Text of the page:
Shortest Formula Challenge #1: Results and Discussion 2

Last week I set readers the challenge which can be found here.

Two correct answers received (three if you count Snakehips‘ improvement) from GreasySpot and Bill Szysz, of which Bill’s was the shorter of the two (74 characters compared to 249, excluding the equals sign).

Snakehips then came along and improved this to a mere 70 characters simply by making the reference to the required range relative. (I can imagine Bill is now kicking himself for using absolute references in a shortest-formula challenge!)

Anyway, between the two of them they managed to come up with what is indeed (at least, that I know of) the shortest possible solution to this problem, and that solution is:


How does it work?

Not surprisingly, this being a shortest formula challenge, the key point here is abbreviation. In essence, the above solution uses several techniques in which we can make as short as possible the five principal tasks of:

1) Counting the number of Pawns (P), Knights (N), Bishops (B), Rooks (R) and Queens (Q) within the range

2) Assigning a value to each of these pieces (P=1, N=3, B=3, R=5, Q=9)

3) Determining how many of these are either White – W – or Black – B – pieces

4) Summing the assigned values from 2) for each piece determined from 3) for each of White and Black

5) Subtracting the resulting total for Black from that for White

Firstly, instead of passing a single array of 10 strings to our COUNTIF statement, i.e. “WP”, “BP”, “WN”, “BN”, “WB”, “BB”, “WR”, “BR”, “WQ” and “BQ” (which of course would be perfectly fine), we can abbreviate this by first performing a concatenation of two orthogonal arrays, one being a single-row array, the other a single-column array (it’s not important which is which). Hence, a construction such as:


in which the first array is a 1-row-by-2-column array and the second a 5-row-by-1-column array, will generate a 5-row-by-2-column array, the entries in which will be precisely those ten I outlined above, i.e.:


Since the above is a two-dimensional array, we might potentially face difficulties in passing it to some functions. However, COUNTIF is perfectly capable of processing arrays of such dimensions for the criteria parameter, and so we need not worry here.

Hence we see that:




And resolving the COUNTIF construction gives:


as can easily be verified.

Now, observe that each of the first elements in this set of 5 “pairs” corresponds to a count for one of the Black pieces, and the second element to a count for the equivalent White piece. If I just temporarily colour the counts for White as red in the array obtained from the COUNTIF:


then hopefully things become a little clearer. In order to arrive at our desired result, we are going to be subtracting the total material score for Black from the total material score for White. It therefore makes logical sense to first make each of the values in black in this array negative.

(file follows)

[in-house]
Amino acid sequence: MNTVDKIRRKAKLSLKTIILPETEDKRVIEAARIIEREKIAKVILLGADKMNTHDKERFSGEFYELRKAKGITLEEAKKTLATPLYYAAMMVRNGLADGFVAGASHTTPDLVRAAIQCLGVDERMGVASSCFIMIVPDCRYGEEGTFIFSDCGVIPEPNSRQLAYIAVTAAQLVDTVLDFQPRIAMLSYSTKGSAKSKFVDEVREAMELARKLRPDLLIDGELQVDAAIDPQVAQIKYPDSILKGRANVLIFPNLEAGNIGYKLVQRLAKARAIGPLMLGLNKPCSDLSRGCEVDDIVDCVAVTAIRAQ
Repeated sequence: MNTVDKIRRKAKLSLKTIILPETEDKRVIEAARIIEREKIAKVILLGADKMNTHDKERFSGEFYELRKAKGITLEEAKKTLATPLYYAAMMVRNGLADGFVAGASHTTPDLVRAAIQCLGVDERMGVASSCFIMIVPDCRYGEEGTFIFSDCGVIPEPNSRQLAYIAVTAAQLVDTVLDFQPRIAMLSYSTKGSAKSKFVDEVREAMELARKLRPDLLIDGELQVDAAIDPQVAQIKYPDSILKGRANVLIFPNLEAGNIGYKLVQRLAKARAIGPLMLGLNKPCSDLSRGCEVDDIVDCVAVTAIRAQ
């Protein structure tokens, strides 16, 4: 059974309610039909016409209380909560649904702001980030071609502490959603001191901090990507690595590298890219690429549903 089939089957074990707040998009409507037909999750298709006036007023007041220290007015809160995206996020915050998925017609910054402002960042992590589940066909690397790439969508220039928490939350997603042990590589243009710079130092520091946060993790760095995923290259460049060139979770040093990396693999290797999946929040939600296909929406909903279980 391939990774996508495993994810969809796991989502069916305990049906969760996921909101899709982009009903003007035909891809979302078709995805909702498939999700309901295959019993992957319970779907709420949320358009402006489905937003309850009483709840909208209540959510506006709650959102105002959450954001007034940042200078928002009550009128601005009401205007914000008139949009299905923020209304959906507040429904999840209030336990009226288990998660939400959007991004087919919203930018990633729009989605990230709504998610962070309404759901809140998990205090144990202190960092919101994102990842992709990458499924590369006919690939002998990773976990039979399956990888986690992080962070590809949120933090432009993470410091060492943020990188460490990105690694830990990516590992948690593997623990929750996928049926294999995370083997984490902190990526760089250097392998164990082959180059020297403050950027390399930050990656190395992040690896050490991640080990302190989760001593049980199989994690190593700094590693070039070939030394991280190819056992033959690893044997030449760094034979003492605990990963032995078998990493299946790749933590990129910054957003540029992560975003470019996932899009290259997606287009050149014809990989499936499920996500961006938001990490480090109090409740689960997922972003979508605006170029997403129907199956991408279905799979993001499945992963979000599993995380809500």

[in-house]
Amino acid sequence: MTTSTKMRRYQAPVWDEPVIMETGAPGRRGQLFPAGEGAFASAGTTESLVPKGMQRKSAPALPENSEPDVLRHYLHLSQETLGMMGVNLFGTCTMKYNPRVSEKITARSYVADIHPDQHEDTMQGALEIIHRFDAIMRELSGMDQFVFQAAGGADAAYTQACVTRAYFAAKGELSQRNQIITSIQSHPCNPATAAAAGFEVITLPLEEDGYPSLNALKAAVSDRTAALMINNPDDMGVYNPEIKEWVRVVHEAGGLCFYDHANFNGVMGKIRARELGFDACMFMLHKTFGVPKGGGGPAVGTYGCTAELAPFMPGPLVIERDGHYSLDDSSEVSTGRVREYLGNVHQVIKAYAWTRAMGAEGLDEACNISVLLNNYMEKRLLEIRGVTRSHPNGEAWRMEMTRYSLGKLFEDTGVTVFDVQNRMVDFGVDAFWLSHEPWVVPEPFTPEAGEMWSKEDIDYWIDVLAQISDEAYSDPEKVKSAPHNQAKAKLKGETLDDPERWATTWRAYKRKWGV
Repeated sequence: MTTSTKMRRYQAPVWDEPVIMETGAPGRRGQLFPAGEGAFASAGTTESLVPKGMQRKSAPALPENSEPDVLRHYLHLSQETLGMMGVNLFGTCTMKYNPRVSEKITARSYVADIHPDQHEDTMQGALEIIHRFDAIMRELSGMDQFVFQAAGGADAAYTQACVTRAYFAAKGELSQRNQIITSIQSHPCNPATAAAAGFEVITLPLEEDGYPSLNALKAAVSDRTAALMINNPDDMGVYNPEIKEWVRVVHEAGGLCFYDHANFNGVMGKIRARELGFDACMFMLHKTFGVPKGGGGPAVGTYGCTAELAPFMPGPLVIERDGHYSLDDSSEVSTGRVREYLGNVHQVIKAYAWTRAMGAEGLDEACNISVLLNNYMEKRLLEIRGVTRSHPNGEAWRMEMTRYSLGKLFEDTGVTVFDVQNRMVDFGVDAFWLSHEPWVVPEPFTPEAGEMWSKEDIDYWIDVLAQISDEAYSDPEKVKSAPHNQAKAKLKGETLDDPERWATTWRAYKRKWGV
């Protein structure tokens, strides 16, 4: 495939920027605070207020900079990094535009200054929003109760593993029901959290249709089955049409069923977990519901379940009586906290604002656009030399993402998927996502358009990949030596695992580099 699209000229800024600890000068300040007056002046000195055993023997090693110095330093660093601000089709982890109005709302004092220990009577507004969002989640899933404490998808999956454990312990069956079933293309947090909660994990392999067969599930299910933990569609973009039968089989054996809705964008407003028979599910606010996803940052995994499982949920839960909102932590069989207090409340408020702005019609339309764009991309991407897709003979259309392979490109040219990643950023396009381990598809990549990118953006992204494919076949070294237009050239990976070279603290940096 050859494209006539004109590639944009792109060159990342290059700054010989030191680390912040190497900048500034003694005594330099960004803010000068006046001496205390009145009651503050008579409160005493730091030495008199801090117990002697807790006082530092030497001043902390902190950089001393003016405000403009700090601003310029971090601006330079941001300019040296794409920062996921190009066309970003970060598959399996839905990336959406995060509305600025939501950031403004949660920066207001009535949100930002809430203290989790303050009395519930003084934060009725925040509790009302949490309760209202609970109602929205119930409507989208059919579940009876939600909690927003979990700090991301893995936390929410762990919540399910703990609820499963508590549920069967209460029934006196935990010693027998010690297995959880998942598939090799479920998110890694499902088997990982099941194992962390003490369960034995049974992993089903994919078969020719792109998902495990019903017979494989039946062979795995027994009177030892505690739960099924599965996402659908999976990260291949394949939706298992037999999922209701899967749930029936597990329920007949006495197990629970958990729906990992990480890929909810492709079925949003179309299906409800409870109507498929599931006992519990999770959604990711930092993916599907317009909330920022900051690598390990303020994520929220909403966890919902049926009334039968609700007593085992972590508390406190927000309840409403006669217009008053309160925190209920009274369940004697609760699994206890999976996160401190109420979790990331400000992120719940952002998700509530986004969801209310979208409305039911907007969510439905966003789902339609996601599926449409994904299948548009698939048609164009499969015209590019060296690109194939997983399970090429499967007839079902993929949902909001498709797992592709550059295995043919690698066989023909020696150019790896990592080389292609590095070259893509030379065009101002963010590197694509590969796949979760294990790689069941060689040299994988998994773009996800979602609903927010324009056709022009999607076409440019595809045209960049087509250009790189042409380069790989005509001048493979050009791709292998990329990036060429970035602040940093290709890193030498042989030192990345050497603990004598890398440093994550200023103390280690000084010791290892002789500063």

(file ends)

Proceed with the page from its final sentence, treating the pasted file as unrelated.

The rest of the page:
Of course, we cannot do this by simply multiplying this array of 10 elements by -1, since we wish the values in red to remain as they are. Hence, we again employ some knowledge of how Excel operates with regard to matrix multiplication and form the product of the above array with the array {-1,1}.

The reason this works is that, if we perform:


the result is:


by virtue of the fact that:


Our formula now looks like:


Again, knowledge of how Excel resolves operations regarding arrays of differing displacements is crucial here. In this case, in order to multiply each of the 10 values in the first array by their corresponding piece value, it is not necessary to construct a second array which also consists of 10 values.

Rather, we can take advantage of the fact that we know that both of the entries in each of the “pairs” in our array of 10 elements above needs to be multiplied by the same piece value: the first pair, -5 and 5 (corresponding to the number of Black and White Pawns respectively), both need to be multiplied by 1 (the piece value of a Pawn); the second pair, -1 and 1 (corresponding to the number of Black and White Knights respectively) both need to be multiplied by 3 (the piece value of a Knight), etc., etc.

Hence, if we construct our second array carefully, making sure that it is of the correct dimension, then we can reduce an array of what would have been 10 elements to one of just 5.

In this case, since our first array is a 5-row-by-2-column array, we need to make sure that the other array in our product is a 5-row-by-1-column array. Hence the semi-colons. As such:




which is finally -3, as desired.

Another challenge to follow shortly. Watch this space!


  1. Hi XOR LX,

    This is one of the most interesting Excel posts I’ve ever seen! I love Chess and Excel so imagine how intrigued I was when I read your post! The {“B”,”W”}&{“P”;”N”;”B”;”R”;”Q”})*{-1,1}*{1;3;3;5;9} concept is amazing! I’ve been playing around with it all weekend.


  2. Pingback: Video 00162 Excel Formula Calculates Value of Chess Pieces | My Spreadsheet Lab

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